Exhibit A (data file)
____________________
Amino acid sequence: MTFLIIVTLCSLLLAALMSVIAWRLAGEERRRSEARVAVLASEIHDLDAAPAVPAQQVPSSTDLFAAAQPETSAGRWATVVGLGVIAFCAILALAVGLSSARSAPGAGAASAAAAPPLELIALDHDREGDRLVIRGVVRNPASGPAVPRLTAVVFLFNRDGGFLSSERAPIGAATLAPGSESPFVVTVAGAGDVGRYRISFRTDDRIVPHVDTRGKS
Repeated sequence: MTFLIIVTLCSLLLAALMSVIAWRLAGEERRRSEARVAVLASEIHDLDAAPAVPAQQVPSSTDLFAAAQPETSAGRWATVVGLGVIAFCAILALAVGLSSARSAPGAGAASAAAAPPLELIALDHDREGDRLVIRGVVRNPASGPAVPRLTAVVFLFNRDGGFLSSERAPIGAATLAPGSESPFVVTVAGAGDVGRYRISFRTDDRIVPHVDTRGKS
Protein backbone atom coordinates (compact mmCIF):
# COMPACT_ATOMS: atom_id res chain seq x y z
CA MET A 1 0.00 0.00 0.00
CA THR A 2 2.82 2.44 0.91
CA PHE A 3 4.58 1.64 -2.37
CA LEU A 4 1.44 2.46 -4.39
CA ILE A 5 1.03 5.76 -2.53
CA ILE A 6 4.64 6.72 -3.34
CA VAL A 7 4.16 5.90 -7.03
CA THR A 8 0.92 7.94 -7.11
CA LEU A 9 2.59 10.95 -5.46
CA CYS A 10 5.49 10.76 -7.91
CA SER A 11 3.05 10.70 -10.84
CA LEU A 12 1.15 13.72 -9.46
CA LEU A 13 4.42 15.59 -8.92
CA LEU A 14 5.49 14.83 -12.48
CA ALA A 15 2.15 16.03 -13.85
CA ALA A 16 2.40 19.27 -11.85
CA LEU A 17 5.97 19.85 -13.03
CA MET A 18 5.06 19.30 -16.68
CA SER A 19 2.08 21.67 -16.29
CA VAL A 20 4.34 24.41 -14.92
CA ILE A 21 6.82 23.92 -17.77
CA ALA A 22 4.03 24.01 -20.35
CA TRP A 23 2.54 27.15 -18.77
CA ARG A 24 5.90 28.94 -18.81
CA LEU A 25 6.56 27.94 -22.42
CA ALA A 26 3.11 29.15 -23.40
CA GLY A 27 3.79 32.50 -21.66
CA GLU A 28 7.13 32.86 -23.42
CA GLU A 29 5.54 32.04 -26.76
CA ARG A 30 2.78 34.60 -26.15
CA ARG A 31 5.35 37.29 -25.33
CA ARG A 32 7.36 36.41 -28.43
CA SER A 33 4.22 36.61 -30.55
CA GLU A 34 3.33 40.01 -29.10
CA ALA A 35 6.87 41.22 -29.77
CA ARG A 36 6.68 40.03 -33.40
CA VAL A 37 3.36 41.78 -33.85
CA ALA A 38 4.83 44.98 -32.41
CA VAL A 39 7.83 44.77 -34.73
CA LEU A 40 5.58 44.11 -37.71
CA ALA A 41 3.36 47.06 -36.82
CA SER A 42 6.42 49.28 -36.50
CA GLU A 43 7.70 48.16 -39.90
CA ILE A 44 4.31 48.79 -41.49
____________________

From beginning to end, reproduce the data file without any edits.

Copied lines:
Amino acid sequence: MTFLIIVTLCSLLLAALMSVIAWRLAGEERRRSEARVAVLASEIHDLDAAPAVPAQQVPSSTDLFAAAQPETSAGRWATVVGLGVIAFCAILALAVGLSSARSAPGAGAASAAAAPPLELIALDHDREGDRLVIRGVVRNPASGPAVPRLTAVVFLFNRDGGFLSSERAPIGAATLAPGSESPFVVTVAGAGDVGRYRISFRTDDRIVPHVDTRGKS
Repeated sequence: MTFLIIVTLCSLLLAALMSVIAWRLAGEERRRSEARVAVLASEIHDLDAAPAVPAQQVPSSTDLFAAAQPETSAGRWATVVGLGVIAFCAILALAVGLSSARSAPGAGAASAAAAPPLELIALDHDREGDRLVIRGVVRNPASGPAVPRLTAVVFLFNRDGGFLSSERAPIGAATLAPGSESPFVVTVAGAGDVGRYRISFRTDDRIVPHVDTRGKS
Protein backbone atom coordinates (compact mmCIF):
# COMPACT_ATOMS: atom_id res chain seq x y z
CA MET A 1 0.00 0.00 0.00
CA THR A 2 2.82 2.44 0.91
CA PHE A 3 4.58 1.64 -2.37
CA LEU A 4 1.44 2.46 -4.39
CA ILE A 5 1.03 5.76 -2.53
CA ILE A 6 4.64 6.72 -3.34
CA VAL A 7 4.16 5.90 -7.03
CA THR A 8 0.92 7.94 -7.11
CA LEU A 9 2.59 10.95 -5.46
CA CYS A 10 5.49 10.76 -7.91
CA SER A 11 3.05 10.70 -10.84
CA LEU A 12 1.15 13.72 -9.46
CA LEU A 13 4.42 15.59 -8.92
CA LEU A 14 5.49 14.83 -12.48
CA ALA A 15 2.15 16.03 -13.85
CA ALA A 16 2.40 19.27 -11.85
CA LEU A 17 5.97 19.85 -13.03
CA MET A 18 5.06 19.30 -16.68
CA SER A 19 2.08 21.67 -16.29
CA VAL A 20 4.34 24.41 -14.92
CA ILE A 21 6.82 23.92 -17.77
CA ALA A 22 4.03 24.01 -20.35
CA TRP A 23 2.54 27.15 -18.77
CA ARG A 24 5.90 28.94 -18.81
CA LEU A 25 6.56 27.94 -22.42
CA ALA A 26 3.11 29.15 -23.40
CA GLY A 27 3.79 32.50 -21.66
CA GLU A 28 7.13 32.86 -23.42
CA GLU A 29 5.54 32.04 -26.76
CA ARG A 30 2.78 34.60 -26.15
CA ARG A 31 5.35 37.29 -25.33
CA ARG A 32 7.36 36.41 -28.43
CA SER A 33 4.22 36.61 -30.55
CA GLU A 34 3.33 40.01 -29.10
CA ALA A 35 6.87 41.22 -29.77
CA ARG A 36 6.68 40.03 -33.40
CA VAL A 37 3.36 41.78 -33.85
CA ALA A 38 4.83 44.98 -32.41
CA VAL A 39 7.83 44.77 -34.73
CA LEU A 40 5.58 44.11 -37.71
CA ALA A 41 3.36 47.06 -36.82
CA SER A 42 6.42 49.28 -36.50
CA GLU A 43 7.70 48.16 -39.90
CA ILE A 44 4.31 48.79 -41.49